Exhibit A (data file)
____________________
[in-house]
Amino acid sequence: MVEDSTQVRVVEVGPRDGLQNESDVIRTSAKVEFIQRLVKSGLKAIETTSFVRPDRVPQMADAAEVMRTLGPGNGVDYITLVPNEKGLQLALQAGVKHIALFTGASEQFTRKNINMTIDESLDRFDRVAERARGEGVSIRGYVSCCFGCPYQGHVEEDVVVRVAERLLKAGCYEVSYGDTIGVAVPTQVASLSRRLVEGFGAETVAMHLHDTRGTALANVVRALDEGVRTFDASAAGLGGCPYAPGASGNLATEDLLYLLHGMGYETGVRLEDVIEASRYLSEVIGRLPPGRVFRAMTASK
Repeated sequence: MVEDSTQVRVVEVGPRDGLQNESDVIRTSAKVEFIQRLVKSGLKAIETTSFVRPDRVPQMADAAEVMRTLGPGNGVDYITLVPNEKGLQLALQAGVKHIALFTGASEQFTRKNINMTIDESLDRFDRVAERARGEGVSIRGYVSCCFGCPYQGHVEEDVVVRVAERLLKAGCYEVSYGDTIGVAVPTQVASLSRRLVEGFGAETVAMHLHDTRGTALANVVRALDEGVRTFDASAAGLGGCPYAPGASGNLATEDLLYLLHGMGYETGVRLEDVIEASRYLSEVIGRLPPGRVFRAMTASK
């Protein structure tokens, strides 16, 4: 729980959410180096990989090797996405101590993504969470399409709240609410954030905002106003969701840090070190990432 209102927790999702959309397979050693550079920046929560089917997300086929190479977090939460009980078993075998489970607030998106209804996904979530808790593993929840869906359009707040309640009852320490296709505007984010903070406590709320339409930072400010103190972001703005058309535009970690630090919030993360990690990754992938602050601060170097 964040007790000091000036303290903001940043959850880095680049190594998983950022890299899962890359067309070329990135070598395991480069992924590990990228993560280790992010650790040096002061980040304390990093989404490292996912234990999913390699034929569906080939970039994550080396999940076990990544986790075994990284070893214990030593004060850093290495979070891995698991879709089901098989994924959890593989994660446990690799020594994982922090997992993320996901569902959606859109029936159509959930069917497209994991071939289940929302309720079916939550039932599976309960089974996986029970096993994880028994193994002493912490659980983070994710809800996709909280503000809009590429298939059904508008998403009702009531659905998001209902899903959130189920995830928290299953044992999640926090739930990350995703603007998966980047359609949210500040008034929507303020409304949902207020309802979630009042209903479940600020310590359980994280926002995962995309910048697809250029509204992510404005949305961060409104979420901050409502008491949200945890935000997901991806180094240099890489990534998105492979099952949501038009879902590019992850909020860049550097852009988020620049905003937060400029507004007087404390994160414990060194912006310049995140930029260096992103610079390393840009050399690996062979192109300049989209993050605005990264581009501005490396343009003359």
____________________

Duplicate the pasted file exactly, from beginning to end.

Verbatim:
[in-house]
Amino acid sequence: MVEDSTQVRVVEVGPRDGLQNESDVIRTSAKVEFIQRLVKSGLKAIETTSFVRPDRVPQMADAAEVMRTLGPGNGVDYITLVPNEKGLQLALQAGVKHIALFTGASEQFTRKNINMTIDESLDRFDRVAERARGEGVSIRGYVSCCFGCPYQGHVEEDVVVRVAERLLKAGCYEVSYGDTIGVAVPTQVASLSRRLVEGFGAETVAMHLHDTRGTALANVVRALDEGVRTFDASAAGLGGCPYAPGASGNLATEDLLYLLHGMGYETGVRLEDVIEASRYLSEVIGRLPPGRVFRAMTASK
Repeated sequence: MVEDSTQVRVVEVGPRDGLQNESDVIRTSAKVEFIQRLVKSGLKAIETTSFVRPDRVPQMADAAEVMRTLGPGNGVDYITLVPNEKGLQLALQAGVKHIALFTGASEQFTRKNINMTIDESLDRFDRVAERARGEGVSIRGYVSCCFGCPYQGHVEEDVVVRVAERLLKAGCYEVSYGDTIGVAVPTQVASLSRRLVEGFGAETVAMHLHDTRGTALANVVRALDEGVRTFDASAAGLGGCPYAPGASGNLATEDLLYLLHGMGYETGVRLEDVIEASRYLSEVIGRLPPGRVFRAMTASK
């Protein structure tokens, strides 16, 4: 729980959410180096990989090797996405101590993504969470399409709240609410954030905002106003969701840090070190990432 209102927790999702959309397979050693550079920046929560089917997300086929190479977090939460009980078993075998489970607030998106209804996904979530808790593993929840869906359009707040309640009852320490296709505007984010903070406590709320339409930072400010103190972001703005058309535009970690630090919030993360990690990754992938602050601060170097 964040007790000091000036303290903001940043959850880095680049190594998983950022890299899962890359067309070329990135070598395991480069992924590990990228993560280790992010650790040096002061980040304390990093989404490292996912234990999913390699034929569906080939970039994550080396999940076990990544986790075994990284070893214990030593004060850093290495979070891995698991879709089901098989994924959890593989994660446990690799020594994982922090997992993320996901569902959606859109029936159509959930069917497209994991071939289940929302309720079916939550039932599976309960089974996986029970096993994880028994193994002493912490659980983070994710809800996709909280503000809009590429298939059904508008998403009702009531659905998001209902899903959130189920995830928290299953044992999640926090739930990350995703603007998966980047359609949210500040008034929507303020409304949902207020309802979630009042209903479940600020310590359980994280926002995962995309910048697809250029509204992510404005949305961060409104979420901050409502008491949200945890935000997901991806180094240099890489990534998105492979099952949501038009879902590019992850909020860049550097852009988020620049905003937060400029507004007087404390994160414990060194912006310049995140930029260096992103610079390393840009050399690996062979192109300049989209993050605005990264581009501005490396343009003359």